Nearly 20 Palestinian factions are currently active in Syria. Some maintain both a political and military presence while others limit their activities to the political sphere. They vary in terms of their funding sources, their connections to the Syrian regime, their activities within Palestine and their positions since the start of the Gaza War which that broke out after Operation “Al-Aqsa Flood” by Hamas on 7 October 2023.
Some of these factions enjoy close relations with the regime, which finances them and sees them as part of its security structure. These groups have fought alongside the regime, to varying degrees, against opposition factions. Some, with limited numbers of personnel, are active only in Damascus and the surrounding countryside. These include the Galilee Forces, the Return and Liberation Brigades, Fatah, the Democratic Front for the Liberation of Palestine (DFLP), the Popular Front for the Liberation of Palestine - General Command (PFLP-GC), and Fatah al-Intifada. Some, such as the Al-Quds Brigade, have played an extensive role in northwestern Syria and the country’s eastern desert. Some of these factions were founded after 2011, and many have no formal presence in Palestine itself; their connection to the Palestinian cause is little more than symbolic.
On the other hand, other Palestinian factions in Syria remain very much connected to the Palestinian cause, with a presence and activity inside Palestine, often with sources of funding independent of the Syrian regime. Some have also avoided armed confrontation with the Syrian opposition, notably Hamas and Islamic Jihad.
Hamas was able to transfer some of its military and security activities to Syria after normalizing relations with the regime in the second half of 2022. But despite a meeting between the regime’s leadership and Hamas officials before Operation Al-Aqsa Flood, and regime demands for pledges to restrict its movements in Syria, it appears that Hamas benefited from high-level coordination with Iran and Hezbollah to allow it to carry out very limited military activities in Quneitra province, under the cover of groups affiliated with Hezbollah.
For its part, Islamic Jihad has continued its own military activities throughout the Gaza War, in various parts of the Damascus hinterland, the western Daraa countryside and Quneitra, under the aegis of Iranian-backed militias and Hezbollah. It is quite possible that it is also involved in production of military equipment in southern Syria, a key focus for the movement. This has prompted Israel to target its leaders in Syria multiple times, most recently in March 2023 in rural Damascus.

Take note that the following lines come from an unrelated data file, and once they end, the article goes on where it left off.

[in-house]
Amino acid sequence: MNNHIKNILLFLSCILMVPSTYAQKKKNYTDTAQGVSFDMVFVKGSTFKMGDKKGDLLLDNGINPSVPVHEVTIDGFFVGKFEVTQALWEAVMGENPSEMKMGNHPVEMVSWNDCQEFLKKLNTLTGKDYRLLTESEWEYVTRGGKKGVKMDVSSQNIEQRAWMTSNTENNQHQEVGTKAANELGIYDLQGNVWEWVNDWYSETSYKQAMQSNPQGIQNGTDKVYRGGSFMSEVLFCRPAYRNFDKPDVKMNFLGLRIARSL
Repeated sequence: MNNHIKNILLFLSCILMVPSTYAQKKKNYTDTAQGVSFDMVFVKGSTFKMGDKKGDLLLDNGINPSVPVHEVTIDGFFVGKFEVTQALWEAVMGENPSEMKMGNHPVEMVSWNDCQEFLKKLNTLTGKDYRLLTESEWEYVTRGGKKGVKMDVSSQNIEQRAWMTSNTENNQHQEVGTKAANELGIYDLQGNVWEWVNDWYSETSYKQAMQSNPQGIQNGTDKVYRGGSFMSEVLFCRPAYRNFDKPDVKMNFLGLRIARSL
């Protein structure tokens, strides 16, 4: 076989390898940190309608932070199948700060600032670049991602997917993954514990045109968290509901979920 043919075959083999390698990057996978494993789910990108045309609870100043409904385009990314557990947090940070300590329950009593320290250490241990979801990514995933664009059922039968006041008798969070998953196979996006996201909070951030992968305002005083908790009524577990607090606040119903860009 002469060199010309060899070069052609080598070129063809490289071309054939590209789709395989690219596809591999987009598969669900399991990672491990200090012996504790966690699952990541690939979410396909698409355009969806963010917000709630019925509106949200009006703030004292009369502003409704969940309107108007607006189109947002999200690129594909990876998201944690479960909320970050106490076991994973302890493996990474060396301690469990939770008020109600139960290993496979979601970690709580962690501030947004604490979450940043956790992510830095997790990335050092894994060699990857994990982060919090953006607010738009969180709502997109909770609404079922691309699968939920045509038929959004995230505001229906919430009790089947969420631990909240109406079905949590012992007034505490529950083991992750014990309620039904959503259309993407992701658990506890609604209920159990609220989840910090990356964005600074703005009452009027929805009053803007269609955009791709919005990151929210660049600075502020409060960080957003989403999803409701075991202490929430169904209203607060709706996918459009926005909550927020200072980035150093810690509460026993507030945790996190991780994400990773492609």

The regime has sought to avoid being dragged into the war in Gaza, and has even restricted demonstrations by Syrian Palestinians and arrested activists calling for them. It has taken a similar position on the Palestinian factions. The head of military security in Daraa, Louay Al-Ali, is believed to have held meetings with factional representatives in Daraa, Quneitra, and Western Ghouta after the regime assigned him the task of calming the southern region and preventing unwanted clashes on the border with the Israeli-occupied Golan.
The regime has little interest in provoking the United States or Israel; nor does it appear willing to step out of line vis-à-vis Russia. Officers from the Hmeimim base recently met military officials in Tal al-Jabiya and warned them not to launch any more missiles towards Israel from Syria.
However, the regime’s control over southern Syria appears limited and only extends to certain Palestinian factions, notwithstanding a substantial intervention by Russia, especially as Hamas and Islamic Jihad must coordinate their movements with Iran and Hezbollah.
In conclusion, Palestinian factions in Syria have not changed their positions in any substantial way since the start of the Gaza War, apart from some limited activity by Hamas and Islamic Jihad in the south of the country. This is linked to the structural connections of these factions with the regime and the latter’s neutral position on the war, as well as Iran’s stance on the conflict. Tehran meanwhile continues to follow a very cautious policy to avoid sparking a full-scale confrontation on the Syrian and Lebanese fronts.